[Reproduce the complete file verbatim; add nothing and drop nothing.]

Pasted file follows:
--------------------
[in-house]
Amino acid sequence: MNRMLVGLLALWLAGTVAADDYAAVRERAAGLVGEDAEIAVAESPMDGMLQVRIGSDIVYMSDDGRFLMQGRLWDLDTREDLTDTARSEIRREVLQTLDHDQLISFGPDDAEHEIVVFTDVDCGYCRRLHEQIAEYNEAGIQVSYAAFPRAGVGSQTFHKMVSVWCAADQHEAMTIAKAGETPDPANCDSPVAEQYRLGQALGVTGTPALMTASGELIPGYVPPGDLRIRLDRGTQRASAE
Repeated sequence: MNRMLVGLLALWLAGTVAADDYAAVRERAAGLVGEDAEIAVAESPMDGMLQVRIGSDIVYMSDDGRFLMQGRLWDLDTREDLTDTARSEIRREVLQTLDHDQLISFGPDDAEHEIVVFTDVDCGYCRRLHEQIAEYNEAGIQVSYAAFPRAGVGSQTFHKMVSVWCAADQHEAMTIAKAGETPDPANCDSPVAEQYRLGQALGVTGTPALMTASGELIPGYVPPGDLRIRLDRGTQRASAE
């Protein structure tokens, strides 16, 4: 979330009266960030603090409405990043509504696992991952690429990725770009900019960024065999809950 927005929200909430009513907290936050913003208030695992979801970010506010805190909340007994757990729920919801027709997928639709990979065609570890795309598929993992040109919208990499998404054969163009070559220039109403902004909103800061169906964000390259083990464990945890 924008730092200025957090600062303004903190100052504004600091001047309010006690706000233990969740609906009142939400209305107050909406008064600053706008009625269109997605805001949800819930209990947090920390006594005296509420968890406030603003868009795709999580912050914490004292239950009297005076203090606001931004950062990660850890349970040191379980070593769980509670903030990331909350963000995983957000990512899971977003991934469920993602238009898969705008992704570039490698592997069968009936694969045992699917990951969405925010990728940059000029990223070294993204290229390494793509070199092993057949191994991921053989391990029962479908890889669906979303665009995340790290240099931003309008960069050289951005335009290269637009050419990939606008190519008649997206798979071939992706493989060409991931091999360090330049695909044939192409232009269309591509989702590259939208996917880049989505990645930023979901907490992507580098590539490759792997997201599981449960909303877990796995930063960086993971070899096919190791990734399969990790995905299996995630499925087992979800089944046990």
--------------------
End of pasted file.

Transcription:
[in-house]
Amino acid sequence: MNRMLVGLLALWLAGTVAADDYAAVRERAAGLVGEDAEIAVAESPMDGMLQVRIGSDIVYMSDDGRFLMQGRLWDLDTREDLTDTARSEIRREVLQTLDHDQLISFGPDDAEHEIVVFTDVDCGYCRRLHEQIAEYNEAGIQVSYAAFPRAGVGSQTFHKMVSVWCAADQHEAMTIAKAGETPDPANCDSPVAEQYRLGQALGVTGTPALMTASGELIPGYVPPGDLRIRLDRGTQRASAE
Repeated sequence: MNRMLVGLLALWLAGTVAADDYAAVRERAAGLVGEDAEIAVAESPMDGMLQVRIGSDIVYMSDDGRFLMQGRLWDLDTREDLTDTARSEIRREVLQTLDHDQLISFGPDDAEHEIVVFTDVDCGYCRRLHEQIAEYNEAGIQVSYAAFPRAGVGSQTFHKMVSVWCAADQHEAMTIAKAGETPDPANCDSPVAEQYRLGQALGVTGTPALMTASGELIPGYVPPGDLRIRLDRGTQRASAE
């Protein structure tokens, strides 16, 4: 979330009266960030603090409405990043509504696992991952690429990725770009900019960024065999809950 927005929200909430009513907290936050913003208030695992979801970010506010805190909340007994757990729920919801027709997928639709990979065609570890795309598929993992040109919208990499998404054969163009070559220039109403902004909103800061169906964000390259083990464990945890 924008730092200025957090600062303004903190100052504004600091001047309010006690706000233990969740609906009142939400209305107050909406008064600053706008009625269109997605805001949800819930209990947090920390006594005296509420968890406030603003868009795709999580912050914490004292239950009297005076203090606001931004950062990660850890349970040191379980070593769980509670903030990331909350963000995983957000990512899971977003991934469920993602238009898969705008992704570039490698592997069968009936694969045992699917990951969405925010990728940059000029990223070294993204290229390494793509070199092993057949191994991921053989391990029962479908890889669906979303665009995340790290240099931003309008960069050289951005335009290269637009050419990939606008190519008649997206798979071939992706493989060409991931091999360090330049695909044939192409232009269309591509989702590259939208996917880049989505990645930023979901907490992507580098590539490759792997997201599981449960909303877990796995930063960086993971070899096919190791990734399969990790995905299996995630499925087992979800089944046990």